The Astor Theatre
Friday, July 25, 2014
As the punters shuffled out of the rain and into the sold-out Astor Theatre, the talkative crowd was abuzz with excitement for the folk-inspired Splendour side show about to smash us in the face.
Nick Mulvey was up first, bathed in purple light he delivered a haunting rendition of April, which reverberated mellifluously up the walls of the packed theatre. Competing with the loud and unfortunate hum of human chitter-chatter, he eventually captured the crowd’s silence with an enjoyable cover of Gillian Welch’s Look At Miss Ohio before capping off his set with the more upbeat and playful, Cucurucu, from his latest album, First Mind. The lively crowd clapped along to the beat until the end, before Mulvey made a point to humbly thank Perth for having him before leaving the stage with friendly wave. Great bloke.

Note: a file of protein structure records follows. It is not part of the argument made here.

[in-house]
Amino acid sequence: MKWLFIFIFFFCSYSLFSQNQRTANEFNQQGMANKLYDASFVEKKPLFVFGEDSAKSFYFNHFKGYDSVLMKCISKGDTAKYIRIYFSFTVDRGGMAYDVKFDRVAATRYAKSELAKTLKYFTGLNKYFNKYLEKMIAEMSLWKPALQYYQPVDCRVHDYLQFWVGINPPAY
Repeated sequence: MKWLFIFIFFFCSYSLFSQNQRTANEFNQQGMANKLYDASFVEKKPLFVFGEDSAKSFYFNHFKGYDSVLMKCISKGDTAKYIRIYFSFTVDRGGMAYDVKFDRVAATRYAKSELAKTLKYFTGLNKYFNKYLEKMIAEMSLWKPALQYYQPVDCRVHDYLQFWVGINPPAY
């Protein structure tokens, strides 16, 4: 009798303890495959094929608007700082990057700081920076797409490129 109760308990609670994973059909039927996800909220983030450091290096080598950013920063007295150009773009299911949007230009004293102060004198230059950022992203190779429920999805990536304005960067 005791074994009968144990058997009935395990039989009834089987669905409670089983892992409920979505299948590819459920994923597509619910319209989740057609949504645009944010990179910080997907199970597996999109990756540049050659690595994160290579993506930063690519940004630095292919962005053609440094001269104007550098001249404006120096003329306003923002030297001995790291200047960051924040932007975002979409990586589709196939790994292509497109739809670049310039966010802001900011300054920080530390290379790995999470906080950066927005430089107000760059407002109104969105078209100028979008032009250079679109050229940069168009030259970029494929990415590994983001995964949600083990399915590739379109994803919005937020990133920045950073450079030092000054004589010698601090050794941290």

Ben Howard hit the stage to a welcoming roar from the crowd who were in turn greeted with one of his new songs, Small Things – a track likely to appear on his next album rumoured to be out in the near future (quietly frothing). The sombre and eerie vibe of the new tune was complimented by the full sounding acoustics of the Astor – an absolute treat to listen to. Once the band kicked into the crescendo during Black Flies the crowd response was huge, one slippery punter turning to his mate to proclaim, ‘It’s a big yes so far! A reeaalll big yes!’ It was evident that he was having a peach of a time, and you couldn’t blame him.
Dancing and crowd sing-alongs popped up several times throughout the set, though as could be expected the biggest response came when Ben started plucking the intro to Keep Your Head Up. At this point in time being front-and-centre was a great decision – plenty of happy campers singing every word to arguably his most recognised tune made for a magical moment in time where morale seemed to be at an all-time high.
The set came to a close and though it was a little bit disappointing that there was no encore from the headline act, there was no denying that it was (as a nearby buddy of mine so eloquently described it) a ‘Barry Balltearer’ of a gig.